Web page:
Staff Publications

Staff Publications

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    'Staff publications' is the digital repository of Wageningen University & Research

    'Staff publications' contains references to publications authored by Wageningen University staff from 1976 onward.

    Publications authored by the staff of the Research Institutes are available from 1995 onwards.

    Full text documents are added when available. The database is updated daily and currently holds about 240,000 items, of which 72,000 in open access.

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Record number 109753
Title Transmission dynamics of the multicapsid nucleopolyhedrovirus SeMNPV in Spodoptera exigua populations in greenhouse chrysanthemum
Author(s) Bianchi, F.J.J.A.; Essen, P.H.A. van; Werf, W. van der; Smits, P.H.
Source Proceedings of the Section Experimental and Applied Entomology of the Netherlands Entomological Society 12 (2001). - ISSN 1388-8390 - p. 91 - 96.
Department(s) Crop and Weed Ecology
Laboratory of Virology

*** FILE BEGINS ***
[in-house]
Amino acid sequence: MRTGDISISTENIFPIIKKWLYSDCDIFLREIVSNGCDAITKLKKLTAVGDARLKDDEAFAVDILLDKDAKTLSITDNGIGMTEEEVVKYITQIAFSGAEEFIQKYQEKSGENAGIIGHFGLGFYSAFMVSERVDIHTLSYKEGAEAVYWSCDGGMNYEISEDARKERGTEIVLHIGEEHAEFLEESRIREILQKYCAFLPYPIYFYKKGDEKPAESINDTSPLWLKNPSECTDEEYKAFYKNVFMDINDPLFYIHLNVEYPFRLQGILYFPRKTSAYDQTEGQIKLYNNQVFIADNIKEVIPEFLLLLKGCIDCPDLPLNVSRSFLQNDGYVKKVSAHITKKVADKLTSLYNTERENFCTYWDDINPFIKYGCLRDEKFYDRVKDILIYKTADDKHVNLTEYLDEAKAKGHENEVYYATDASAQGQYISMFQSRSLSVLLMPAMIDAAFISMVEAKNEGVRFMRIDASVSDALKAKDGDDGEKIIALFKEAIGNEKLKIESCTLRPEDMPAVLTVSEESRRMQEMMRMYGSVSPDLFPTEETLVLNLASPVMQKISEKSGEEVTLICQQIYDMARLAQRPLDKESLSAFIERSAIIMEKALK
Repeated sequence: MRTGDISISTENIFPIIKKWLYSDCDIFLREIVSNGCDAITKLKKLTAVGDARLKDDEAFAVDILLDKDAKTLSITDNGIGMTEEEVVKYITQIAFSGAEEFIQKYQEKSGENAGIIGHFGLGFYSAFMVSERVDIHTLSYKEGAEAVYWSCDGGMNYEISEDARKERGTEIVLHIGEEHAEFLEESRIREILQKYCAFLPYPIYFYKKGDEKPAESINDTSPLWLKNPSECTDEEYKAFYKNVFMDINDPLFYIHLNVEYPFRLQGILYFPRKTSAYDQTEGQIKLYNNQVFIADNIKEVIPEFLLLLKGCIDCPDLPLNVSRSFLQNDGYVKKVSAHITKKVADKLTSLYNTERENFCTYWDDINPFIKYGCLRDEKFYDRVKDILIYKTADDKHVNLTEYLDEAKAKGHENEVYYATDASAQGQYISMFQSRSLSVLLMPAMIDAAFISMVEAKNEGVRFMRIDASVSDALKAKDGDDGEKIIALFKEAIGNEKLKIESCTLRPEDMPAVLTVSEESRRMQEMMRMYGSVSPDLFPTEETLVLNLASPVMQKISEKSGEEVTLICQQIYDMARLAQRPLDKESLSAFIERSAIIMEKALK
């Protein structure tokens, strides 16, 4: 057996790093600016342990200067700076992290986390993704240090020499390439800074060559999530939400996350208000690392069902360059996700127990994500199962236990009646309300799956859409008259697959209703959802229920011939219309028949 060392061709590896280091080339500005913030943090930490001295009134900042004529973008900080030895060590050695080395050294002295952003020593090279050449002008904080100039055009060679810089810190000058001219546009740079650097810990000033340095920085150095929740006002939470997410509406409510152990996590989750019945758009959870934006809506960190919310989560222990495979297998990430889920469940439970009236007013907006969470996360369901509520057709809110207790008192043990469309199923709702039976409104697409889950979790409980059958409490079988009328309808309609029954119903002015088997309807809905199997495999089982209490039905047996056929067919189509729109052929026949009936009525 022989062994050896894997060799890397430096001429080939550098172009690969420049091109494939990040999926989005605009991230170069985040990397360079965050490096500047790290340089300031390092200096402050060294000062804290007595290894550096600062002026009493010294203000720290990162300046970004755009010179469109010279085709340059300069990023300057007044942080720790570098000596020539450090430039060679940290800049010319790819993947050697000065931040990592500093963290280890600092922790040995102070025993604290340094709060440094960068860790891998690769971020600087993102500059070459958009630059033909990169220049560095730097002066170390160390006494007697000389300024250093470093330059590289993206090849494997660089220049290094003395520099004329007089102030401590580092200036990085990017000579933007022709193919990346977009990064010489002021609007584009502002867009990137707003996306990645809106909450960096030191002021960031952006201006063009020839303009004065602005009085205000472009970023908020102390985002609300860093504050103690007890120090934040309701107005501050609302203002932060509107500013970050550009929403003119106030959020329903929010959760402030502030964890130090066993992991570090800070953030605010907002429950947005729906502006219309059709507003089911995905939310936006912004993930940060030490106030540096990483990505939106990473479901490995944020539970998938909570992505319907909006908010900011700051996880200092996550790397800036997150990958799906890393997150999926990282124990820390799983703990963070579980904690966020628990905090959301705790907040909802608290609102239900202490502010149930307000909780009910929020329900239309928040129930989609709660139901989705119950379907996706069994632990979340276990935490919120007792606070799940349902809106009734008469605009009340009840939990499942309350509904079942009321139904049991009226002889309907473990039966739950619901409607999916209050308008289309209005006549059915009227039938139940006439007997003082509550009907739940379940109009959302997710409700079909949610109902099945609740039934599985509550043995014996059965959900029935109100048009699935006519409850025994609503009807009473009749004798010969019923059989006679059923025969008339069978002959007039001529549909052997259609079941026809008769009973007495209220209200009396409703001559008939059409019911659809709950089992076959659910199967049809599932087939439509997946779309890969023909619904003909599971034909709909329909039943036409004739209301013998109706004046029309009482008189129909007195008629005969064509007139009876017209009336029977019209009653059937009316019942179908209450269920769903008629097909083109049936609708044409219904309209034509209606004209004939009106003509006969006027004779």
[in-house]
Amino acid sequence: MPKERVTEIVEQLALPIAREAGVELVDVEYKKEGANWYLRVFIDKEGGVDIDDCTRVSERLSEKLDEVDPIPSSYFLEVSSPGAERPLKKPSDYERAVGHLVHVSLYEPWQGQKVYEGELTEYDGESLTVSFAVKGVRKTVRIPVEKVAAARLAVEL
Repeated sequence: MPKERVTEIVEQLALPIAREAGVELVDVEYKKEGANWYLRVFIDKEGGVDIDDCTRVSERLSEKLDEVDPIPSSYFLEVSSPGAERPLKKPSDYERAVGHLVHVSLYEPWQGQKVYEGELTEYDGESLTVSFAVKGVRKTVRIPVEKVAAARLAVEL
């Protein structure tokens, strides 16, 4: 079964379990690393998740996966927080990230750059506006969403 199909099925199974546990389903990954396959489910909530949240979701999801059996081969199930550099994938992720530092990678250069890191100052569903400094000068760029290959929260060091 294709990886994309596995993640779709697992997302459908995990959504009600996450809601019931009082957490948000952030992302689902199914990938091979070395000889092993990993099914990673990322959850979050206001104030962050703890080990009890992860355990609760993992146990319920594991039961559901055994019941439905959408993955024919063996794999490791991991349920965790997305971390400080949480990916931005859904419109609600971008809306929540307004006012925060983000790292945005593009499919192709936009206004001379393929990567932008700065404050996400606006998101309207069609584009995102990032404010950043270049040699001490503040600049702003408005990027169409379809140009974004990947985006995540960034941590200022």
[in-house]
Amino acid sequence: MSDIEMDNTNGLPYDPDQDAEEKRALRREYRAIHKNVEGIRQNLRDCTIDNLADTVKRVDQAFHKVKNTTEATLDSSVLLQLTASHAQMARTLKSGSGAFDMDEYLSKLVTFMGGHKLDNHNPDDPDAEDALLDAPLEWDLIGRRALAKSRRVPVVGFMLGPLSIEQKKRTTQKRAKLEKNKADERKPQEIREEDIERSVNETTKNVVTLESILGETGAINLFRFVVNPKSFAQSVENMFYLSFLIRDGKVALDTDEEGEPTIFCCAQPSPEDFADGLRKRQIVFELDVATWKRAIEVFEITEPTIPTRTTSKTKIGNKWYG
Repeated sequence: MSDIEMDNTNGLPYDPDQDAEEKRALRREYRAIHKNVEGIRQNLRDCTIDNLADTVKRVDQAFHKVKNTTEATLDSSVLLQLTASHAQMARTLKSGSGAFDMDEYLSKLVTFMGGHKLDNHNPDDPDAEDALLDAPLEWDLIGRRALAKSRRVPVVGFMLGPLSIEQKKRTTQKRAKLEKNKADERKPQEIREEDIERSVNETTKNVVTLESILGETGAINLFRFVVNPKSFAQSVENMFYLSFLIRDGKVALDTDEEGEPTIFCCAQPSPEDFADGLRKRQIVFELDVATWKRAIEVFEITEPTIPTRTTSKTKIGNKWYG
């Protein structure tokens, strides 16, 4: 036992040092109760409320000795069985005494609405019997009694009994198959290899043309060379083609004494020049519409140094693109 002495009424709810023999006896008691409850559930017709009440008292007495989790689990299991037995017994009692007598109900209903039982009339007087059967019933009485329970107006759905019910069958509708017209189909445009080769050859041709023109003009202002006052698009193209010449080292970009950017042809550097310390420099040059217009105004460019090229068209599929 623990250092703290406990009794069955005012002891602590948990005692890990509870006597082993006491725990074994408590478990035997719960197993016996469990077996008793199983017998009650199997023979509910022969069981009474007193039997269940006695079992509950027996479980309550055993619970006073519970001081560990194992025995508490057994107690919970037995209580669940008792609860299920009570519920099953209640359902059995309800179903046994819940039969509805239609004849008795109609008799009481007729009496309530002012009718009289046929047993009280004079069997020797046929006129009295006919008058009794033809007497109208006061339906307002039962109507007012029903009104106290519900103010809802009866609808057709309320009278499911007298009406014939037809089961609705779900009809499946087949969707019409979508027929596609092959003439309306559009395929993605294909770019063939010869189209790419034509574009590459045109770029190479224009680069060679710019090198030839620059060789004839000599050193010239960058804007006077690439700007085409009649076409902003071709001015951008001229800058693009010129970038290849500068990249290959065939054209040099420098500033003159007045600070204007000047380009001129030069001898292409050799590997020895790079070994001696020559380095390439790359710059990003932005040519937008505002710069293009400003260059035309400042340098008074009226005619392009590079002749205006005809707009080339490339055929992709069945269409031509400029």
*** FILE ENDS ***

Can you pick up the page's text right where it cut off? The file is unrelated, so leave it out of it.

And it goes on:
Publication type Non-refereed article in scientific journal
Publication year 2001
Abstract The multicapsid nucleopolyhedrovirus, SeMNPV, is naturally maintained in Spodoptera exigua populations by vertical transmission from females to eggs and by horizontal transmission from cadavers of caterpillars to other caterpillars. Laboratory and greenhouse experiments were conducted to quantify transmission rates and provide baseline data to assess the potential of this virus to maintain itself naturally in pest populations after application in biocontrol programs. As to vertical transmission, 18% of the first instar larvae originating from egg batches produced by infected moths contracted SeMNPV, while 34% of the egg batches gave rise to one or more infected first instar larvae. As only few large egg batches were virus-free, 70% of all uninfescted larvae hatched in egg batches that contained one or more infected larvae. Substantial horizontal transmisson was observed under greenhouse conditions. Presence of 0, 1 or 10 infected first instar larvae in a batch of 100 first instar larvae resulted in survival to the fifth instar of 41, 30 and 20%, respectively. However, the effect on crop injury was marginal. The observed high transmission rates favour the maintenance of SeMNPV in S. exigua populations in greenhouses.
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